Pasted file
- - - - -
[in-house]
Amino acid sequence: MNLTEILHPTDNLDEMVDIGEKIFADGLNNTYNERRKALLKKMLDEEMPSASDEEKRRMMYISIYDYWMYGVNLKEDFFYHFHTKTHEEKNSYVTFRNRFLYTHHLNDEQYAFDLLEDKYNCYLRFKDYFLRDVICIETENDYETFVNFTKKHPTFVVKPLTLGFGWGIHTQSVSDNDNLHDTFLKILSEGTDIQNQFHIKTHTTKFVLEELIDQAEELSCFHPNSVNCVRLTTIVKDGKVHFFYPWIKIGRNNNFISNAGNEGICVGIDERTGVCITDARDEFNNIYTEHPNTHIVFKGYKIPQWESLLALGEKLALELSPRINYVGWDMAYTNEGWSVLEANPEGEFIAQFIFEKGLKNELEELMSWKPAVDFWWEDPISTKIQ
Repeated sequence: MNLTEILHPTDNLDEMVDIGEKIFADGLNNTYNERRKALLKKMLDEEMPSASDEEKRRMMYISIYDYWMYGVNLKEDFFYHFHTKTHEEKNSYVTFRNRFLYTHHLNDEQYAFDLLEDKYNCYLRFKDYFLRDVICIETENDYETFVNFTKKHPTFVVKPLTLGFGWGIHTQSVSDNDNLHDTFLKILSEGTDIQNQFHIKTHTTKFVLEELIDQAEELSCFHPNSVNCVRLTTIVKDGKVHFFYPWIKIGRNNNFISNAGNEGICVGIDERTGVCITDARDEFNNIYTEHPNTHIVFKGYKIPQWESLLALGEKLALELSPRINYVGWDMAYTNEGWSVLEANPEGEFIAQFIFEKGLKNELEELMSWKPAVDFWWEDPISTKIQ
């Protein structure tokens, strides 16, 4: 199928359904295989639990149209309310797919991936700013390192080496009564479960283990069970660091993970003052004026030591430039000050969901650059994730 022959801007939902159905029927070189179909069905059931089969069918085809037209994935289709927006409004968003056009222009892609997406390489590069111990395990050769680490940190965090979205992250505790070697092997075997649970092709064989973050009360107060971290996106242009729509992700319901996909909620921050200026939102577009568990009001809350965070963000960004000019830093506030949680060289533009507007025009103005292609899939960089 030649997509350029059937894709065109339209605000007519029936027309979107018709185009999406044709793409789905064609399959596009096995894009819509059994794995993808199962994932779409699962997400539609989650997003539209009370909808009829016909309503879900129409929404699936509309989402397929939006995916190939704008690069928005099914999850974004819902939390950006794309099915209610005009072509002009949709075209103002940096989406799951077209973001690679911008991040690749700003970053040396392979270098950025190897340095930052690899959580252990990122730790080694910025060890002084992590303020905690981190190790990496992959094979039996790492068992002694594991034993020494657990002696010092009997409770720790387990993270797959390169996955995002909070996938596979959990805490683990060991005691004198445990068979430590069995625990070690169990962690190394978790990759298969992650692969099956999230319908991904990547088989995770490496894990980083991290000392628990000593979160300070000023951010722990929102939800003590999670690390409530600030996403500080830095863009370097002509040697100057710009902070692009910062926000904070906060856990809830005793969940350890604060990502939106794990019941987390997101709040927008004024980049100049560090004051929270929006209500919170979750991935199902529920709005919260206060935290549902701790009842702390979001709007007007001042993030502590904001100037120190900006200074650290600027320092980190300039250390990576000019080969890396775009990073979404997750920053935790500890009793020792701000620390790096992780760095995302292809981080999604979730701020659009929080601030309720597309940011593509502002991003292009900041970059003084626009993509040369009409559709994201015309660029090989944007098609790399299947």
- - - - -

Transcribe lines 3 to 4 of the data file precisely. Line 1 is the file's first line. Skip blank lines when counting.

Repeated sequence: MNLTEILHPTDNLDEMVDIGEKIFADGLNNTYNERRKALLKKMLDEEMPSASDEEKRRMMYISIYDYWMYGVNLKEDFFYHFHTKTHEEKNSYVTFRNRFLYTHHLNDEQYAFDLLEDKYNCYLRFKDYFLRDVICIETENDYETFVNFTKKHPTFVVKPLTLGFGWGIHTQSVSDNDNLHDTFLKILSEGTDIQNQFHIKTHTTKFVLEELIDQAEELSCFHPNSVNCVRLTTIVKDGKVHFFYPWIKIGRNNNFISNAGNEGICVGIDERTGVCITDARDEFNNIYTEHPNTHIVFKGYKIPQWESLLALGEKLALELSPRINYVGWDMAYTNEGWSVLEANPEGEFIAQFIFEKGLKNELEELMSWKPAVDFWWEDPISTKIQ
């Protein structure tokens, strides 16, 4: 199928359904295989639990149209309310797919991936700013390192080496009564479960283990069970660091993970003052004026030591430039000050969901650059994730 022959801007939902159905029927070189179909069905059931089969069918085809037209994935289709927006409004968003056009222009892609997406390489590069111990395990050769680490940190965090979205992250505790070697092997075997649970092709064989973050009360107060971290996106242009729509992700319901996909909620921050200026939102577009568990009001809350965070963000960004000019830093506030949680060289533009507007025009103005292609899939960089 030649997509350029059937894709065109339209605000007519029936027309979107018709185009999406044709793409789905064609399959596009096995894009819509059994794995993808199962994932779409699962997400539609989650997003539209009370909808009829016909309503879900129409929404699936509309989402397929939006995916190939704008690069928005099914999850974004819902939390950006794309099915209610005009072509002009949709075209103002940096989406799951077209973001690679911008991040690749700003970053040396392979270098950025190897340095930052690899959580252990990122730790080694910025060890002084992590303020905690981190190790990496992959094979039996790492068992002694594991034993020494657990002696010092009997409770720790387990993270797959390169996955995002909070996938596979959990805490683990060991005691004198445990068979430590069995625990070690169990962690190394978790990759298969992650692969099956999230319908991904990547088989995770490496894990980083991290000392628990000593979160300070000023951010722990929102939800003590999670690390409530600030996403500080830095863009370097002509040697100057710009902070692009910062926000904070906060856990809830005793969940350890604060990502939106794990019941987390997101709040927008004024980049100049560090004051929270929006209500919170979750991935199902529920709005919260206060935290549902701790009842702390979001709007007007001042993030502590904001100037120190900006200074650290600027320092980190300039250390990576000019080969890396775009990073979404997750920053935790500890009793020792701000620390790096992780760095995302292809981080999604979730701020659009929080601030309720597309940011593509502002991003292009900041970059003084626009993509040369009409559709994201015309660029090989944007098609790399299947």